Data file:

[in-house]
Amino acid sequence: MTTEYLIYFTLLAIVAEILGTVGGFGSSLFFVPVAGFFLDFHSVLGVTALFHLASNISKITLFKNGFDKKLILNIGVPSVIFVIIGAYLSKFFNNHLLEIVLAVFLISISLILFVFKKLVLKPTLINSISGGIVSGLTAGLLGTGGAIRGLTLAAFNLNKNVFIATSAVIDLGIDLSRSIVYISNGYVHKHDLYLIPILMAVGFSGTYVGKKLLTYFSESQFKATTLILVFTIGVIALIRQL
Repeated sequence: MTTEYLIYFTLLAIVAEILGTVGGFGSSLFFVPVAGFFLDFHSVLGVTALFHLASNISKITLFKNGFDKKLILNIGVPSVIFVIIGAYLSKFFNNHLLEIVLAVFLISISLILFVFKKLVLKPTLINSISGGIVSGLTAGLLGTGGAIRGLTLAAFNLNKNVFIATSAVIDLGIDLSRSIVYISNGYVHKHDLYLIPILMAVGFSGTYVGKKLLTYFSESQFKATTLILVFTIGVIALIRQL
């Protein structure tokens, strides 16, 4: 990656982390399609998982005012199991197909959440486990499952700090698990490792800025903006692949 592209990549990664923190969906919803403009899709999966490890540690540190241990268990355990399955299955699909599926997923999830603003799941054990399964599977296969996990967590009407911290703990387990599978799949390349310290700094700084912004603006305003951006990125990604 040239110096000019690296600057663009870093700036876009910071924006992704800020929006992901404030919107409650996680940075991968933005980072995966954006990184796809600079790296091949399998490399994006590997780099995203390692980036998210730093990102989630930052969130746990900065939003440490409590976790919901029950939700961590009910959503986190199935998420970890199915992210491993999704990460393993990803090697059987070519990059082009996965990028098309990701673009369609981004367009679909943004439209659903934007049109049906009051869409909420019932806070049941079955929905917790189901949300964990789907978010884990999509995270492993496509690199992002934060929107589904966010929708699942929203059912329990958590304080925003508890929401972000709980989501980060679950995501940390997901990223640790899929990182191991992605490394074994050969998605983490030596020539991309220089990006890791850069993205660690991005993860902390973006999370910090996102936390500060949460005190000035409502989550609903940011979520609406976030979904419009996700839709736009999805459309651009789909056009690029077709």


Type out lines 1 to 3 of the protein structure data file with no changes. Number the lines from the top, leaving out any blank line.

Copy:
[in-house]
Amino acid sequence: MTTEYLIYFTLLAIVAEILGTVGGFGSSLFFVPVAGFFLDFHSVLGVTALFHLASNISKITLFKNGFDKKLILNIGVPSVIFVIIGAYLSKFFNNHLLEIVLAVFLISISLILFVFKKLVLKPTLINSISGGIVSGLTAGLLGTGGAIRGLTLAAFNLNKNVFIATSAVIDLGIDLSRSIVYISNGYVHKHDLYLIPILMAVGFSGTYVGKKLLTYFSESQFKATTLILVFTIGVIALIRQL
Repeated sequence: MTTEYLIYFTLLAIVAEILGTVGGFGSSLFFVPVAGFFLDFHSVLGVTALFHLASNISKITLFKNGFDKKLILNIGVPSVIFVIIGAYLSKFFNNHLLEIVLAVFLISISLILFVFKKLVLKPTLINSISGGIVSGLTAGLLGTGGAIRGLTLAAFNLNKNVFIATSAVIDLGIDLSRSIVYISNGYVHKHDLYLIPILMAVGFSGTYVGKKLLTYFSESQFKATTLILVFTIGVIALIRQL